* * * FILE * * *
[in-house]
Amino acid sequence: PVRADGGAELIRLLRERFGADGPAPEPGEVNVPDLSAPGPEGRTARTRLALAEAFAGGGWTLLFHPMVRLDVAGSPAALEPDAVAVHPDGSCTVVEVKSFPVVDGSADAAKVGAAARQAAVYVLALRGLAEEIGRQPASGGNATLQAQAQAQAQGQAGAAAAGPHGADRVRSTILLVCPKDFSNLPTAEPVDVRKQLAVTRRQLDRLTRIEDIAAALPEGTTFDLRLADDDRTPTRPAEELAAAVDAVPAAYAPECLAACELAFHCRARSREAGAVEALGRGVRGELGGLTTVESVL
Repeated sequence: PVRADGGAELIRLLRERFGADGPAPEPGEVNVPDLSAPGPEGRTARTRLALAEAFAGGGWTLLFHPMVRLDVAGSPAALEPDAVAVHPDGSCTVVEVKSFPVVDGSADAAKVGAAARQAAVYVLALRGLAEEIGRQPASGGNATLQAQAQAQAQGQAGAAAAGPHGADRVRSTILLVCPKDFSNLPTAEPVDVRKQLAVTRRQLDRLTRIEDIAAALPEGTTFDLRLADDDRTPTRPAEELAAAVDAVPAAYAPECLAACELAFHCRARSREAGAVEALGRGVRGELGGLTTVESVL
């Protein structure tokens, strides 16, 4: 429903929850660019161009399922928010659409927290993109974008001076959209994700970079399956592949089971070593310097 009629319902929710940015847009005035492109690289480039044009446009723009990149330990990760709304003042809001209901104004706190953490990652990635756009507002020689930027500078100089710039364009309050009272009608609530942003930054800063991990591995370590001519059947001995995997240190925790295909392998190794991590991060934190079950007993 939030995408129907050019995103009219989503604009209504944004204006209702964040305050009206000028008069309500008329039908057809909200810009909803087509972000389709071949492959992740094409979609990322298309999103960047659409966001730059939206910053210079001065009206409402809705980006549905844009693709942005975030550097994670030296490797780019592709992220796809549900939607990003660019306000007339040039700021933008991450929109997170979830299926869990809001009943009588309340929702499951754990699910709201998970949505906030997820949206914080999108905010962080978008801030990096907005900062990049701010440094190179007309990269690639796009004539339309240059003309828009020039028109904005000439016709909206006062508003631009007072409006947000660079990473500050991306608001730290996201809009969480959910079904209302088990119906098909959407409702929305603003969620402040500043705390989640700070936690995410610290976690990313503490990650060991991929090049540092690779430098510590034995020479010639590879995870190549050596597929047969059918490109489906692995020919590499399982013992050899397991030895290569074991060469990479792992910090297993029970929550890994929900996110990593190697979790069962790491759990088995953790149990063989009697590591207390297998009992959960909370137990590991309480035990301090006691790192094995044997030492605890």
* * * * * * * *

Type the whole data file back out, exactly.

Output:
[in-house]
Amino acid sequence: PVRADGGAELIRLLRERFGADGPAPEPGEVNVPDLSAPGPEGRTARTRLALAEAFAGGGWTLLFHPMVRLDVAGSPAALEPDAVAVHPDGSCTVVEVKSFPVVDGSADAAKVGAAARQAAVYVLALRGLAEEIGRQPASGGNATLQAQAQAQAQGQAGAAAAGPHGADRVRSTILLVCPKDFSNLPTAEPVDVRKQLAVTRRQLDRLTRIEDIAAALPEGTTFDLRLADDDRTPTRPAEELAAAVDAVPAAYAPECLAACELAFHCRARSREAGAVEALGRGVRGELGGLTTVESVL
Repeated sequence: PVRADGGAELIRLLRERFGADGPAPEPGEVNVPDLSAPGPEGRTARTRLALAEAFAGGGWTLLFHPMVRLDVAGSPAALEPDAVAVHPDGSCTVVEVKSFPVVDGSADAAKVGAAARQAAVYVLALRGLAEEIGRQPASGGNATLQAQAQAQAQGQAGAAAAGPHGADRVRSTILLVCPKDFSNLPTAEPVDVRKQLAVTRRQLDRLTRIEDIAAALPEGTTFDLRLADDDRTPTRPAEELAAAVDAVPAAYAPECLAACELAFHCRARSREAGAVEALGRGVRGELGGLTTVESVL
């Protein structure tokens, strides 16, 4: 429903929850660019161009399922928010659409927290993109974008001076959209994700970079399956592949089971070593310097 009629319902929710940015847009005035492109690289480039044009446009723009990149330990990760709304003042809001209901104004706190953490990652990635756009507002020689930027500078100089710039364009309050009272009608609530942003930054800063991990591995370590001519059947001995995997240190925790295909392998190794991590991060934190079950007993 939030995408129907050019995103009219989503604009209504944004204006209702964040305050009206000028008069309500008329039908057809909200810009909803087509972000389709071949492959992740094409979609990322298309999103960047659409966001730059939206910053210079001065009206409402809705980006549905844009693709942005975030550097994670030296490797780019592709992220796809549900939607990003660019306000007339040039700021933008991450929109997170979830299926869990809001009943009588309340929702499951754990699910709201998970949505906030997820949206914080999108905010962080978008801030990096907005900062990049701010440094190179007309990269690639796009004539339309240059003309828009020039028109904005000439016709909206006062508003631009007072409006947000660079990473500050991306608001730290996201809009969480959910079904209302088990119906098909959407409702929305603003969620402040500043705390989640700070936690995410610290976690990313503490990650060991991929090049540092690779430098510590034995020479010639590879995870190549050596597929047969059918490109489906692995020919590499399982013992050899397991030895290569074991060469990479792992910090297993029970929550890994929900996110990593190697979790069962790491759990088995953790149990063989009697590591207390297998009992959960909370137990590991309480035990301090006691790192094995044997030492605890």